Sen. Dodd has told reporters his April 1986 purchase of a posh Washington, D.C., townhouse with Edward R. Downe, then a director of Bear Stearns who in 1993 pleaded guilty of securities fraud, was "fairly routine and non-controversial." A column by Don Pesci elsewhere on this page and published reports say the men went halves on the $159,800 condo, but Mr. Downe lived elsewhere while continuing to pay half the mortgage, taxes and fees.How very convenient for Senator Dodd.
Mr. Downe never charged Sen. Dodd rent for his half of the condo, and Sen. Dodd isn't saying whether he reported the freebie as income on his tax returns. Recall that former Democratic Majority Leader Tom Daschle recently had to pay the feds more than $100,000 in back taxes and interest for, among other things, the free car and driver provided by a friend for three years.
But in 1986, the back-scratching Senate Ethics Committee, which continues to drag its feet on its investigation into the Countrywide mortgages, saw nothing wrong with Sen. Dodd partnering with Mr. Downe and apparently was never asked whether it's appropriate for a member of the Banking Committee to have his living expenses subsidized by a director of an investment bank.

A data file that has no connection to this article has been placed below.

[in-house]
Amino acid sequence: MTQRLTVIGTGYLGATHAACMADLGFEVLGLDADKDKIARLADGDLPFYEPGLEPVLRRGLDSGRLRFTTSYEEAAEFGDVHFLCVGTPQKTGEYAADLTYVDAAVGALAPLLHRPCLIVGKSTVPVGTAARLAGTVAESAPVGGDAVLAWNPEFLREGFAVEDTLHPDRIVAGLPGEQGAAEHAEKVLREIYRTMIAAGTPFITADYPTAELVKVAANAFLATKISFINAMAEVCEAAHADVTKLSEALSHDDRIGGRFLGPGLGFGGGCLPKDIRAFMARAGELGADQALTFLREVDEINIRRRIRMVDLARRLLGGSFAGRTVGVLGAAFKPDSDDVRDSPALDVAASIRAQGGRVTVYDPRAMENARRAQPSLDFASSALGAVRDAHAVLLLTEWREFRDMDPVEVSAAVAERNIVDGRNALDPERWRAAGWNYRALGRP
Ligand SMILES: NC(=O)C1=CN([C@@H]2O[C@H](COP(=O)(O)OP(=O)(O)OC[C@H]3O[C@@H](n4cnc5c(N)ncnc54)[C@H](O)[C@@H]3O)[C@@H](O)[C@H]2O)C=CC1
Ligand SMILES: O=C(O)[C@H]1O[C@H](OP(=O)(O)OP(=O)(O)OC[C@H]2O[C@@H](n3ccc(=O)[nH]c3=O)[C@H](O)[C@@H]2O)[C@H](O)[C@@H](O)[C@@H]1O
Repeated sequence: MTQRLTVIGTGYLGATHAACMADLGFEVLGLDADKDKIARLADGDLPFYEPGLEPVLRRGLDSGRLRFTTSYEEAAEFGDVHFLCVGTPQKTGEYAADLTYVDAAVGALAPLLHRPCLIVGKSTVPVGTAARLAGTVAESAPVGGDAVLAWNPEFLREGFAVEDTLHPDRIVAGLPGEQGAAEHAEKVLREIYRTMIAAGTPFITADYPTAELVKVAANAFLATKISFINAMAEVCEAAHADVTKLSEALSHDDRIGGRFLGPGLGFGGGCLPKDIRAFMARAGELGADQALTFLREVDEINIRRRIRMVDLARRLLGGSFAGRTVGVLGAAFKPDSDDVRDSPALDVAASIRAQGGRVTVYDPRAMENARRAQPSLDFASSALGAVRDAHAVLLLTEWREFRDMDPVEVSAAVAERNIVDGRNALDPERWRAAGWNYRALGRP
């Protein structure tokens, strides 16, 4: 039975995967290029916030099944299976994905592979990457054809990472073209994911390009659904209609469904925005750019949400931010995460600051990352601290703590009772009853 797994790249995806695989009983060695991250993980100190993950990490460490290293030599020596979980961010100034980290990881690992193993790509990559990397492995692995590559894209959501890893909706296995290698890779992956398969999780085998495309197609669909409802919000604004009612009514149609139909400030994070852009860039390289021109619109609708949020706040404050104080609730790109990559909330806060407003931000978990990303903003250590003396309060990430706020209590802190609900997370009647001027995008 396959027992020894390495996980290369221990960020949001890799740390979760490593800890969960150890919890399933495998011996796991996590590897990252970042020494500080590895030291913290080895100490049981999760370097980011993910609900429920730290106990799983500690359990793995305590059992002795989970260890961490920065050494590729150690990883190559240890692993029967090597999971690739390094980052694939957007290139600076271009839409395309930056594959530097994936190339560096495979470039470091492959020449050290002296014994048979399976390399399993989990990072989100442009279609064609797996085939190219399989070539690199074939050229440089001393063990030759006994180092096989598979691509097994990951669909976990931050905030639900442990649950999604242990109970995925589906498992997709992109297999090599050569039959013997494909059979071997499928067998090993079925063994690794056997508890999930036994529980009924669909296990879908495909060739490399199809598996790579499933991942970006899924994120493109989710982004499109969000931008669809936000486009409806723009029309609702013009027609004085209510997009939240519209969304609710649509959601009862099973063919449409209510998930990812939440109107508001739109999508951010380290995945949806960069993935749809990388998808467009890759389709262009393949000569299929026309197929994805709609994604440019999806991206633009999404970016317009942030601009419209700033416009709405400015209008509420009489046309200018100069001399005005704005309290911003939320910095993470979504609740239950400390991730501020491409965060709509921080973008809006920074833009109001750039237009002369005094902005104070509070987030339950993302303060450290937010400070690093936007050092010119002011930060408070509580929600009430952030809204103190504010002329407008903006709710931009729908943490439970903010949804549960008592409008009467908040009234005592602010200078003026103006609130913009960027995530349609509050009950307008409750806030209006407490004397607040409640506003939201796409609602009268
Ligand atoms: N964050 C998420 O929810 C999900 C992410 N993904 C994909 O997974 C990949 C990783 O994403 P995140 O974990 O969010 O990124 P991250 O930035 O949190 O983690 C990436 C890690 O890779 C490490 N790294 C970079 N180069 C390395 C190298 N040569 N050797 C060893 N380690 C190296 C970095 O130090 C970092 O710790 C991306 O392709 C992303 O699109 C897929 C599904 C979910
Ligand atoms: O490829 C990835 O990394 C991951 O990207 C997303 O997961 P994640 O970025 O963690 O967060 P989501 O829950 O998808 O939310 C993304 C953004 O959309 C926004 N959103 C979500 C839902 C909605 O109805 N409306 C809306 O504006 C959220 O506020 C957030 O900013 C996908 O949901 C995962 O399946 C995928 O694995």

In late 1989, Sen. Dodd bought out Mr. Downe for arguably less than his half was worth, but paid him back in spades in 2001 when he successfully lobbied Bill Clinton for a presidential pardon for Mr. Downe without the customary Justice Department review.
And this man actually had the hubris to run for president and assume that none of this would come out if he won the nomination. We can only hope that these scandals revolving around Dodd will reach a critical mass and lead the voters of Connecticut to vote for an end to his conveniently corrupt career.
UPDATE: Here's some advice for Dodd from Jim Shea, a Connecticut writer.
No, the main issue you have to resolve with voters centers on your long, drawn-out, no-shot run for the Democratic presidential nomination in 2007, during which you actually rented a house in Iowa and moved your family there.Hubris from top to bottom - that's the Dodd way.
I mean, you were polling between an asterisk and the margin of error at the time, and yet you chose to do this. Frankly, people were offended you preferred to be there rather than here. And we won't even talk about all the missed Senate votes.